The Miracle of the Solo

[Warning – Hanukkah-themed post ahead, if you would rather avoid religious-oriented content]

Tonight marks the first night of Hanukkah, a joyous Jewish holiday that holds special meaning for me as a solo. From the small band of Maccabees triumphing over the Syrian army to the tiny drop of oil that fueled the eternal flame for eight days, Hanukkah celebrates the miracle of the small overcoming impossible odds.

Although I’m forever bullish about the future opportunities for solo and small firm lawyers, there’s no denying that that we’re under assault on all fronts.  On the one hand, we must contend with hack-ademics like Gillian Hadfield who claims that non-lawyer providers offer better service than solo and small firm practitioners, who in her view are nothing but generalists spread too thin.  Then, there’s those economists who contend that deregulating lawyers will make legal services more affordable, even though cheaper options are already available with the emergence of online services like Legal Zoom. On the other hand, many lawyers (not to mention coaches and gurus) are all too willing to encourage lawyers to cannibalize ourselves and use technology to convert legal services into commodity products (which can be automated or bulk-packaged for bargain basement sales), instead of using the commodity – technology – to deliver bespoke services –  (that which gives us value as a lawyer) more cost effectively.

It’s not just the big picture that throws a dark thundercloud over our existence.  Even on a day to day level, we solos live precariously.  We can never stop hustling because we know that any day the phone could stop ringing, we could lose all of our clients and we’d have to start from scratch.  And even as technology makes our life easier, it brings with it additional distractions and increased responsibility to ensure that our clients’ data and communications are secure.

Yet, somehow in spite of it all, solo and small firm lawyers manage to show up every day.  And not just show up, but show others up by defending our clients against powerful institutions like banks or winning long shot cases in the face of public ridicule or simply giving a damn.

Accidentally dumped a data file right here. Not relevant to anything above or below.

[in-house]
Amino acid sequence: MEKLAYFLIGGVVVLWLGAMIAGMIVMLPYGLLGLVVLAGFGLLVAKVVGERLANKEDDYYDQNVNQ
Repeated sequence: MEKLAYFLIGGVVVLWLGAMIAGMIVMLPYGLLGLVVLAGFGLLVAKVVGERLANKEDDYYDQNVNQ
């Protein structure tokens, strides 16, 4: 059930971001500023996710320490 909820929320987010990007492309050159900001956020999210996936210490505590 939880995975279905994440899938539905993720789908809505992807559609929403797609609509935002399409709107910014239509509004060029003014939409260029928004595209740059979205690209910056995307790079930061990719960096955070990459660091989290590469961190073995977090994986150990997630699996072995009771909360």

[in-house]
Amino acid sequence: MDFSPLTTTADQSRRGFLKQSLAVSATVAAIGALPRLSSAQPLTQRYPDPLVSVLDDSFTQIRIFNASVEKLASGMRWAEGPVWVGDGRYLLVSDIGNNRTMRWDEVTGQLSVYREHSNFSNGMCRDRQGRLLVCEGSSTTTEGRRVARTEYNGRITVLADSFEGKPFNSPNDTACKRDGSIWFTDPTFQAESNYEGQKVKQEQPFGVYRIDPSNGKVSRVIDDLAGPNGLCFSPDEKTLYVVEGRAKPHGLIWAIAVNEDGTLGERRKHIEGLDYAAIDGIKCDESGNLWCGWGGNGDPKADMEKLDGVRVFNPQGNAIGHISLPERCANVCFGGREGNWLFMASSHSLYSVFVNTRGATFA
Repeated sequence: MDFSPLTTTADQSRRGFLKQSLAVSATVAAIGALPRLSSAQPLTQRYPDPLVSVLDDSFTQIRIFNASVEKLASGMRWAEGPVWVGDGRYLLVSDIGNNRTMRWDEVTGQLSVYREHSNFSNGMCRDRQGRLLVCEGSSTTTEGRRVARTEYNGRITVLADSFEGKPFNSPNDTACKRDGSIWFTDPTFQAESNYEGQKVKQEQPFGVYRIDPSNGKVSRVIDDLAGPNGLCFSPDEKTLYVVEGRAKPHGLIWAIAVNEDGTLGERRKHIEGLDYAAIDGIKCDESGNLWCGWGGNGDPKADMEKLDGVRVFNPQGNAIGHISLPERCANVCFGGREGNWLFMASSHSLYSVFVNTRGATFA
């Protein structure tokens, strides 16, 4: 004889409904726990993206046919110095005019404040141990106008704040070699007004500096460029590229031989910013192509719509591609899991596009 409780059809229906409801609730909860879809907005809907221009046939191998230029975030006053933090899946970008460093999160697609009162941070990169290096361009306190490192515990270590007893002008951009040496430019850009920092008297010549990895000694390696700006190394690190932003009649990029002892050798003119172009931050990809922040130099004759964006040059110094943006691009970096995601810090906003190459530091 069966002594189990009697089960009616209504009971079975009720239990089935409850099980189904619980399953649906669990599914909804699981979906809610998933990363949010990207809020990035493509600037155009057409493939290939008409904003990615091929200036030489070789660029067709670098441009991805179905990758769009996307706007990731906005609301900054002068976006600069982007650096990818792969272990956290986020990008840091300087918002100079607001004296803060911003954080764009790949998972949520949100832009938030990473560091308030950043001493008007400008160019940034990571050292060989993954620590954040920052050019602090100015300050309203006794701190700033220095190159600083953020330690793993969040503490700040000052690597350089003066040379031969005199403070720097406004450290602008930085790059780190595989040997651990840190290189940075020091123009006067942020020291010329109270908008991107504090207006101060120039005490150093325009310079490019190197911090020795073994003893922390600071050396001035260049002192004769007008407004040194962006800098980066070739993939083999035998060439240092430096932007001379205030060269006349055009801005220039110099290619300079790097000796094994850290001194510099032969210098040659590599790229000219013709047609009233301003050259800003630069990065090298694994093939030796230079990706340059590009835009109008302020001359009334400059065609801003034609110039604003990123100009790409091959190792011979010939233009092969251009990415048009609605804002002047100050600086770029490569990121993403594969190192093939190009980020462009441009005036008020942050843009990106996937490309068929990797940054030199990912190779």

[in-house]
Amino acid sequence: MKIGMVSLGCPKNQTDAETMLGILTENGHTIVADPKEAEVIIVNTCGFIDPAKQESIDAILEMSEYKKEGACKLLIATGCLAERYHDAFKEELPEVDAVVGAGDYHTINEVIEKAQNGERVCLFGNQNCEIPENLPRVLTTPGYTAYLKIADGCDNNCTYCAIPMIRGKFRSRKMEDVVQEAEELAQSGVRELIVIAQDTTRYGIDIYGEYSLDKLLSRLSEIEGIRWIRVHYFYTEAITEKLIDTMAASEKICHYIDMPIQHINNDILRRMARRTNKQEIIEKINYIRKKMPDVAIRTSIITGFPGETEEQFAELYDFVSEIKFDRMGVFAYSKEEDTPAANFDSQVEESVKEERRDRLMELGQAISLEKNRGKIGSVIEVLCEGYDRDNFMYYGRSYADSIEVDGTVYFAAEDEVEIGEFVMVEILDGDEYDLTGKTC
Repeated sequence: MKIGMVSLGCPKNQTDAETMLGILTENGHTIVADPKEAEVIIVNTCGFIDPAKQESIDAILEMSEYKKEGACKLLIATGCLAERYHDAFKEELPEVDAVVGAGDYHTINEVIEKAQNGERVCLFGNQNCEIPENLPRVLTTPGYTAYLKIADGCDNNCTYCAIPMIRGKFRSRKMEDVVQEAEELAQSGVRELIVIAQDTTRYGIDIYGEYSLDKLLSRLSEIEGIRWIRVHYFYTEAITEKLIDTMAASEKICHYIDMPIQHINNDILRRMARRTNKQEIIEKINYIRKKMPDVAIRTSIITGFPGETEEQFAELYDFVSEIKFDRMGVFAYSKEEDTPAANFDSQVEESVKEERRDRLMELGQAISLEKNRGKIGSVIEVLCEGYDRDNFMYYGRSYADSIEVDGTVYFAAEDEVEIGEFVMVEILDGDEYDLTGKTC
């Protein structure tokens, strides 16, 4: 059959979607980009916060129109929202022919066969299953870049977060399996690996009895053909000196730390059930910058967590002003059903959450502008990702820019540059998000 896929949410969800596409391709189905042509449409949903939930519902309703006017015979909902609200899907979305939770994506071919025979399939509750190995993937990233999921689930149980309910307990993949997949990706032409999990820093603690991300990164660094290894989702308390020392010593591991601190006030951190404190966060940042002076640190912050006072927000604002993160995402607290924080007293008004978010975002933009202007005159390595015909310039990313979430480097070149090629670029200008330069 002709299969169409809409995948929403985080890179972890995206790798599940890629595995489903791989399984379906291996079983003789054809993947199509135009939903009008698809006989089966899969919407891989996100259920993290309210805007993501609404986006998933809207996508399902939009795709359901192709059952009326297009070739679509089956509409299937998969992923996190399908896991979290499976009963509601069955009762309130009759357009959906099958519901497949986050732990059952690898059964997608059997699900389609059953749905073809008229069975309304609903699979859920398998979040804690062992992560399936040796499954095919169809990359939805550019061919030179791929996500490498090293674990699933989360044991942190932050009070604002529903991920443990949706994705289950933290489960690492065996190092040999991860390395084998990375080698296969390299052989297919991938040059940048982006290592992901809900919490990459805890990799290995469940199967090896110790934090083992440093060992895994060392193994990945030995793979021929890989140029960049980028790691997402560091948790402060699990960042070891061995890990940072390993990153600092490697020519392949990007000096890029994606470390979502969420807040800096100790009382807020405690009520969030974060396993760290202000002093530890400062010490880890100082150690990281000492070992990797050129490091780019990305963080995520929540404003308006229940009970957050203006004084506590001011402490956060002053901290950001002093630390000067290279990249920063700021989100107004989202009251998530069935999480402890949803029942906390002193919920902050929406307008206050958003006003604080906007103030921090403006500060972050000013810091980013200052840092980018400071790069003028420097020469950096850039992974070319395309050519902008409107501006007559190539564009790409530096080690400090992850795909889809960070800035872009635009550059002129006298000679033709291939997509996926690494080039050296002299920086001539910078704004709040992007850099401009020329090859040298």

The solo’s persistence in the face of mighty odds is of course a testament to both our doggedness and ingenuity.  But there’s more. Because like the drop of oil that lasted for eight days, that we solos make it from one day to the next, year in and year out; not just sputtering and struggling but standing proud, defiant and shining bright – well, that’s just nothing short of miraculous.


  1. Kkarpe on December 20, 2011 at 2:22 pm

    Here, Here! Well said, as always, Carolyn

  2. Jeffrey Rosenberg on December 22, 2011 at 4:37 pm

    Excellent post.  While I am certainly not one to minimize the miracles we celebrate on the holiday, the historical aspects of Chanukah also provide an apt comparison.  The Maccabean revolt was grounded in the Maccabees’ desire to take a stand for their way of life against the prevailing wisdom of the time that Hellenistic culture was superior.  In addition to the “assaults” you note, solos and small firms are subject to the prevailing wisdom in the marketplace that we cannot deliver the quality of service that larger firms provide.  Also, when we start out, there is the legion of naysayers questioning our choice to leave the relative security of a firm, or pass on seeking employment opportunities at one.  In the face of this, we take our stand, and we thrive.
    The Maccabees were a band of brothers who literally sounded a rallying cry to inspire and empower like-minded people to join them in taking their stand.  Kudos to you for doing the same for solos and small firms.
    Happy Chanukah!

  3. STEVEN J. FROMM on December 30, 2011 at 2:45 am

    Great article.  It is tough to be a solo, but it so rewarding.  It has gotten harder the last few years due to some of the factors you discuss.  There is also the web presence thing that requires having a website, blog and all the social networking stuff that can deplete you quickly.  With all this, it is a joy to just practice estate and tax law.  But reading your article reminds me of what my dad says to me:  ” I do not know how you do it, but you somehow do it.  It is something to be proud of being able to accomplish.”

Leave a Comment